For a nonmodeler, he raised some interesting questions. How has "the drone thing" affected lifelong model aviators? Had I seen the news stories about drones interfering with full-scale aviation? Did the new laws apply to our airplanes as well as multirotors? Were there separate groups for drone fliers and fixed-wing users? His questions made me see things from a new perspective!

I was glad to say that AMA includes all of the miniature aviation spectrum and lobbies for laws that make sense for everyone. Yes, "the drone thing" has certainly changed our hobby, mostly for the better because of increased exposure and recruitment. New safety rules and "best-practice" procedures have been worked out. As with anything, there have been a few problems with inexperienced or thoughtless operators. Commercial drone users and sport pilots alike join AMA, but the rules are very different depending on the purpose of your multirotor. As for the laws, it’s tough to keep up with the constant changes. We depend on AMA bulletins to keep us up to date on compliance.

My new friend was fascinated and said he’d visit AMA’s website to see about getting involved. He wanted to start with something simple such as an RC B-17. Who was I to discourage him? It was great to have an opportunity to promote our hobby’s reputation and image as being fun, challenging, and safe.

Aeromodeling historically goes from trend to trend. Whenever the next big thing comes along, we get publicity and new pilots. It happens to be drones now, but old-timers might remember when 3D flying was red hot, or the rise of Control Line flying, or when the first RC helicopters took over the sky. Heck, it goes back to the days when gas power pushed rubber bands aside.

One day, multirotors will take their place in the spectrum of modeling when something even newer becomes the hot ticket.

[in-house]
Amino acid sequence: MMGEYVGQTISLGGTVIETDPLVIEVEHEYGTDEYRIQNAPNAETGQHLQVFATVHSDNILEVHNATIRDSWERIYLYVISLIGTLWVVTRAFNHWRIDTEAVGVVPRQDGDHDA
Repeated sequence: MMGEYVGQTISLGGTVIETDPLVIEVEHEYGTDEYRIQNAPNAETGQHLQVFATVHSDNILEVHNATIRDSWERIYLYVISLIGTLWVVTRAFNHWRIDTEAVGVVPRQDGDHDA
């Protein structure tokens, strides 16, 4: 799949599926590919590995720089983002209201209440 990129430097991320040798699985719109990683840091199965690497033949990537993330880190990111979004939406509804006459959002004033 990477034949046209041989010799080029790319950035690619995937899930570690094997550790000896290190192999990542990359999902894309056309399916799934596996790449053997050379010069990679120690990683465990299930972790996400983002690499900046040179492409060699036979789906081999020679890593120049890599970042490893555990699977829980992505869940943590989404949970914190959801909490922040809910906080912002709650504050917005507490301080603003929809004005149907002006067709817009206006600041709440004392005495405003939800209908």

this is not a p 40 the british flew shark-mouth
This is not a P-40! The British flew shark-mouth fighters during WW II, but they went by a different name. Email your guess to the author and win the mystery airplane contest!

Mystery Airplane

In the early 1940s, the hot ticket was the Republic P-47 Thunderbolt fighter aircraft. Big and powerful, this airplane fired the imagination of modelers.

I obtained a vintage P-47 profile glider kit that was from shortly after the World War II rationing of balsa was lifted. My own Bubbletop Jug model is built strictly from the plans for an authentic look, but this classic design would work fine in foam sheet. CO2, rubber, or electric power would go great, and maybe even an RC system.

To receive digital files of the parts scans and instruction sheet via email, just identify the mystery airplane.

You chaps and ladies will find that this month’s classic mystery airplane is a piece of cake. This shark-mouth fighter from the Royal Air Force (RAF) Museum, at the former Hendon Aerodrome in London, might look like a P-40, but check out those British markings.

nonmodelers have a hard time
Nonmodelers (and lawmakers) have a hard time defining "remote control drone." This vehicle might qualify despite its high wing loading.

the public about our fun challenging and safe hobby
You don’t think drones are big these days? Check out a toy store! We can educate the public about our fun, challenging, and safe hobby.

win plans by guessing the mystery airplane
The P-47 Thunderbolt makes a great profile glider. This vintage kit came out after wartime balsa rationing ended. Win plans by guessing the mystery airplane.

What would an English pilot have called this airplane? Send your guess to the email address at the beginning of this column and win P-47 glider plans.

SOURCES: RAF Museum

www.rafmuseum.org.uk